Change search
ReferencesLink to record
Permanent link

Direct link
Membrane Proteins Diffuse as Dynamic Complexes with Lipids
VTT Technical Research Center of Finland, Espoo, Finland.
VTT Technical Research Center of Finland, Espoo, Finland.
Aalto University School of Science and Engineering, Finland.
Tampere University of Technology.Finland.
Show others and affiliations
2010 (English)In: Journal of the American Chemical Society, ISSN 0002-7863, E-ISSN 1520-5126, Vol. 132, no 22, 7574-+ p.Article in journal (Refereed) Published
Abstract [en]

We describe how membrane proteins diffuse laterally in the membrane plane together with the lipids surrounding them. We find a number of intriguing phenomena. The lateral displacements of the protein and the lipids are strongly correlated, as the protein and the neighboring lipids form a dynamical protein-lipid complex, consisting of similar to 50-100 lipids. The diffusion of the lipids in the complex is much slower compared to the rest of the lipids. We also find a strong directional correlation between the movements of the protein and the lipids in its vicinity. The results imply that in crowded membrane environments there are no ""free"" lipids, as they are all influenced by the protein structure and dynamics. Our results indicate that, in studies of cell membranes, protein and lipid dynamics have to be considered together.

Place, publisher, year, edition, pages
American Chemical Society , 2010. Vol. 132, no 22, 7574-+ p.
National Category
Chemical Sciences
URN: urn:nbn:se:su:diva-50526DOI: 10.1021/ja101481bISI: 000278837100005OAI: diva2:381629
authorCount :8Available from: 2010-12-28 Created: 2010-12-28 Last updated: 2011-11-02Bibliographically approved
In thesis
1. Modeling of voltage-gated ion channels
Open this publication in new window or tab >>Modeling of voltage-gated ion channels
2011 (English)Doctoral thesis, comprehensive summary (Other academic)
Abstract [en]

The recent determination of several crystal structures of voltage-gated ion channels has catalyzed computational efforts of studying these remarkable molecular machines that are able to conduct ions across biological membranes at extremely high rates without compromising the ion selectivity.

Starting from the open crystal structures, we have studied the gating mechanism of these channels by molecular modeling techniques. Firstly, by applying a membrane potential, initial stages of the closing of the channel were captured, manifested in a secondary-structure change in the voltage-sensor. In a follow-up study, we found that the energetic cost of translocating this 310-helix conformation was significantly lower than in the original conformation. Thirdly, collaborators of ours identified new molecular constraints for different states along the gating pathway. We used those to build new protein models that were evaluated by simulations. All these results point to a gating mechanism where the S4 helix undergoes a secondary structure transformation during gating.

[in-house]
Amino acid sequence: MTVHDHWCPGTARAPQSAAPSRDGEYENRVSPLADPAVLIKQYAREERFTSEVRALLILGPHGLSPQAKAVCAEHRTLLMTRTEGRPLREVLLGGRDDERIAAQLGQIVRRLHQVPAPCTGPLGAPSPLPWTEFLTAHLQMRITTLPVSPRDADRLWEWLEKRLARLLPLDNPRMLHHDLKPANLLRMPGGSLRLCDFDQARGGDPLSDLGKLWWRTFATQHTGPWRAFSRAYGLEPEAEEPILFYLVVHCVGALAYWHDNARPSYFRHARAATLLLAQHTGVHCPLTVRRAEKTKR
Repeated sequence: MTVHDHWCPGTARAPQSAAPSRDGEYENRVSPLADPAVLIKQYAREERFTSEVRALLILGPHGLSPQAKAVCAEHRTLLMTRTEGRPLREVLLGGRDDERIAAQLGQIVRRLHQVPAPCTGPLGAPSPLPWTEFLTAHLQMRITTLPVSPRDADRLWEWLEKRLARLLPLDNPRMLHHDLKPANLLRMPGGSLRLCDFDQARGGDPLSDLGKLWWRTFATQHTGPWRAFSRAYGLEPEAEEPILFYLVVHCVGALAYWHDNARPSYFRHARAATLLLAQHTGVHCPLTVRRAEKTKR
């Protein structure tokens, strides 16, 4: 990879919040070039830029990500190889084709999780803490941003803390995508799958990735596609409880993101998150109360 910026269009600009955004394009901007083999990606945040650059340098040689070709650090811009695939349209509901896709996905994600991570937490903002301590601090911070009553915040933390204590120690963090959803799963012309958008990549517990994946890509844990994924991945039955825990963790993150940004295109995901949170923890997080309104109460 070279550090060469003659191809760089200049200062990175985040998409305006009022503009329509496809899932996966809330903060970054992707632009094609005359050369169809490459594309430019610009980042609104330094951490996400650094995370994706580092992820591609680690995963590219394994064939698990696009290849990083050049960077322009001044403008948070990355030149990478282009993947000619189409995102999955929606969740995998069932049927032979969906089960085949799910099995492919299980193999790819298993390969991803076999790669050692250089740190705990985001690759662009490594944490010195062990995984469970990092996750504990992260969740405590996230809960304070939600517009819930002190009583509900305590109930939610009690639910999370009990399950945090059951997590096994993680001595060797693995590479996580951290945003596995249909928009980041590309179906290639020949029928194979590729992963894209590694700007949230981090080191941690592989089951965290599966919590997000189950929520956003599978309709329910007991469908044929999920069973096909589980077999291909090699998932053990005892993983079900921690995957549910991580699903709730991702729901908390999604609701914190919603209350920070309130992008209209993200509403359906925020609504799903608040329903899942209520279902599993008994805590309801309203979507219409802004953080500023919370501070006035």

These simulations also provide information about how the protein interacts with the surrounding membrane. In particular, we found that lipid molecules close to the protein diffuse together with it, forming a large dynamic lipid-protein cluster. This has important consequences for the understanding of protein-membrane interactions and for the theories of lateral diffusion of membrane proteins.

Further, simulations of the simple ion channel antiamoebin were performed where different molecular models of the channel were evaluated by calculating ion conduction rates, which were compared to experimentally measured values. One of the models had a conductance consistent with the experimental data and was proposed to represent the biological active state of the channel.

Finally, the underlying methods for simulating molecular systems were probed by implementing the CHARMM force field into the GROMACS simulation package. The implementation was verified and specific GROMACS-features were combined with CHARMM and evaluated on long timescales. The CHARMM interaction potential was found to sample relevant protein conformations indifferently of the model of solvent used.

Place, publisher, year, edition, pages
Stockholm: Department of Biochemistry and Biophysics. Stockholm University, 2011. 65 p.
Molecular modeling, Molecular dynamics, Voltage-gating, Ion channels, Protein structure prediction
National Category
Theoretical Chemistry Bioinformatics (Computational Biology)
Research subject
Biochemistry with Emphasis on Theoretical Chemistry
urn:nbn:se:su:diva-63437 (URN)978-91-7447-336-0 (ISBN)
Public defence
2011-12-16, Magnélisalen, Kemiska övningslaboratoriet, Svante Arrhenius väg 16 B, Stockholm, 10:00 (English)
At the time of the doctoral defense, the following paper was unpublished and had a status as follows: Paper 3: Manuscript.Available from: 2011-11-24 Created: 2011-10-18 Last updated: 2011-11-23Bibliographically approved

Open Access in DiVA

No full text

Other links

Publisher's full text

Search in DiVA

By author/editor
Bjelkmar, PärMurtola, TeemuLindahl, Erik
By organisation
Department of Biochemistry and Biophysics
In the same journal
Journal of the American Chemical Society
Chemical Sciences

Search outside of DiVA

GoogleGoogle Scholar
The number of downloads is the sum of all downloads of full texts. It may include eg previous versions that are now no longer available

Altmetric score

Total: 33 hits
ReferencesLink to record
Permanent link

Direct link